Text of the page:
Esther Ochsman's television screen was stuck on the face of a male newscaster a couple weekends ago when Channel 7—the NBC affiliate—just froze up. And the channel didn't flip back into motion for days.
Her TV wasn't broken and neither were those of other Cox Communications customers in the Wood River Valley experiencing the same problem.
Doug Armstrong, general manager of KTVB-Boise and KTFT-Twin Falls, said the multiple-day freeze was a "one-time thing," occurring because the signal was purposefully cut. He said the channel had to be shut down to switch out relay equipment and upgrade from analog to digital.
But Ochsman said she's been experiencing other problems of pixelation for the past year or two.
Armstrong explained the reason for this intermittent problem.
He said the NBC signal is first received in Boise, where the local programming is inputted and the signal is then transmitted to KTVB-Boise and KTFT-Twin Falls. He said the signal is sent from Twin Falls to a Jerome transmission station located about 70 miles away from the Sun Valley COX receiver on Bald Mountain.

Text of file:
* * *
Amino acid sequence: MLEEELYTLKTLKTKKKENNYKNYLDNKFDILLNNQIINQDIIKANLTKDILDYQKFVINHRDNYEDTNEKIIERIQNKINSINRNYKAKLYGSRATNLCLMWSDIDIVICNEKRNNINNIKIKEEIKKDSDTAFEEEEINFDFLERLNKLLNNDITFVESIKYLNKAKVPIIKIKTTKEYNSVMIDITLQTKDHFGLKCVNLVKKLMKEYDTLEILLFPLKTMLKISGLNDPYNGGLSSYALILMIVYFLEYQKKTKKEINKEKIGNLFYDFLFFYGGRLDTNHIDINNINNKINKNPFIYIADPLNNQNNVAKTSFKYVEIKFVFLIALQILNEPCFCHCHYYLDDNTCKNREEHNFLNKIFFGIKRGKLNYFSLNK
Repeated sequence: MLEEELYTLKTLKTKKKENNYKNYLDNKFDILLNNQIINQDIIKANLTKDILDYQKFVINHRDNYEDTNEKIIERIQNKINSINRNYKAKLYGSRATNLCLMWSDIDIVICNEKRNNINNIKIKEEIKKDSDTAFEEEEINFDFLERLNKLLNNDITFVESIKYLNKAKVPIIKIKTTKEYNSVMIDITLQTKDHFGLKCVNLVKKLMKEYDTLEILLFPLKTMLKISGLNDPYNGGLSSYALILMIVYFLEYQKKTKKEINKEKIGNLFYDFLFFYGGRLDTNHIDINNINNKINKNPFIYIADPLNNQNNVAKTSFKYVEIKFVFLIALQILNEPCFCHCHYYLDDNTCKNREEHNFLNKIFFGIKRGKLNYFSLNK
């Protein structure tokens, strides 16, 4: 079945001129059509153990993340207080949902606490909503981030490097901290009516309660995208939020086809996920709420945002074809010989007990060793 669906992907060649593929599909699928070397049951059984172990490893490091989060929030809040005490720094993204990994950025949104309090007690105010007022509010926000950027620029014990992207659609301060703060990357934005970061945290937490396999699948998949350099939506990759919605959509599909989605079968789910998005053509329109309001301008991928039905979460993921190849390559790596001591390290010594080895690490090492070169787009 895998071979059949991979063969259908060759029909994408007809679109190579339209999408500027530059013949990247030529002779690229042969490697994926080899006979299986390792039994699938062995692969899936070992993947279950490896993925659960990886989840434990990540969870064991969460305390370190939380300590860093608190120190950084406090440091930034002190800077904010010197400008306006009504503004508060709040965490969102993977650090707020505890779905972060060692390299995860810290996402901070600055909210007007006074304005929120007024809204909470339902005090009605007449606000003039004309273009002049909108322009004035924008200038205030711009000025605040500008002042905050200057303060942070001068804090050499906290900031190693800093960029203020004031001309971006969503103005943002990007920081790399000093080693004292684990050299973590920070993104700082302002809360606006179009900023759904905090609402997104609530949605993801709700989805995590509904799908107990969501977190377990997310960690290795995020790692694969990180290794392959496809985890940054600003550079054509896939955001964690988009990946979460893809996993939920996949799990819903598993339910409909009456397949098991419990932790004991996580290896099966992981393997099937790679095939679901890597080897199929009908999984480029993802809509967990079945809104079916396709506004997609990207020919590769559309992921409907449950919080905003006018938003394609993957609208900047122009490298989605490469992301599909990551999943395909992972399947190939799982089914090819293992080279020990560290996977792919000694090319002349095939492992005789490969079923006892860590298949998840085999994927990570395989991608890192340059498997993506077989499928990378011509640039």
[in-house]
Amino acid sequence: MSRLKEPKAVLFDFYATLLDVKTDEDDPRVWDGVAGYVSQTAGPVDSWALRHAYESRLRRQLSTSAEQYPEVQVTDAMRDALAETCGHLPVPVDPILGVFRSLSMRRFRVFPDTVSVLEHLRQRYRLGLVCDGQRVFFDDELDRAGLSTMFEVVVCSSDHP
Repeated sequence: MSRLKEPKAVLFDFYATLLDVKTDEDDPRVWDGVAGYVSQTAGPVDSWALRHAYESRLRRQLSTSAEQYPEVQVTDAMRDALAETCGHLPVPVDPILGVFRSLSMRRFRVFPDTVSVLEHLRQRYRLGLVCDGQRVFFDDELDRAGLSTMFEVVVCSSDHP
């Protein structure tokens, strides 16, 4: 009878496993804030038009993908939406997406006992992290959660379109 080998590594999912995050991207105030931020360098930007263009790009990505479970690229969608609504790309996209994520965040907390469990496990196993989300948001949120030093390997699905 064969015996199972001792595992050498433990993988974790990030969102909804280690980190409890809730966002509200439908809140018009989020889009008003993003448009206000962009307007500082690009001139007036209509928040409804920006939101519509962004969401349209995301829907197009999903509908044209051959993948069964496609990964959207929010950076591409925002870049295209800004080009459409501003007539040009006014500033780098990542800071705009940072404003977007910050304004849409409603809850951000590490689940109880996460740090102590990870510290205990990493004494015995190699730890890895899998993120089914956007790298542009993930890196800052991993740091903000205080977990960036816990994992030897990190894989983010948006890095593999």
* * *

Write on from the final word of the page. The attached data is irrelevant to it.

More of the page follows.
He said the Jerome station sends a circular antenna signal for the same distance in all directions. And 70 miles is on the fringe of a clear signal. Plus, the Baldy receiver is about 3,000 feet higher in elevation than the Jerome station.
He said the distance and elevation leaves the channel susceptible to weather changes.
"That's just the reality of the situation," he said. "Under normal conditions, the signal should be pretty stable."
But winter is when the channel is most affected because of cold, harsh conditions.
"It was fine until Christmas time," said Dan Wherry, Cox director of operations in the Wood River Valley.
Wherry said NBC engineers have been coming in trying to fix the pixelation problem.
"We're working with them constantly," he said.
Armstrong said a second receiver may have to be added on Baldy, but the solution is still unclear. His engineers will study the Baldy receiver this week.
Trevon Milliard: email@example.com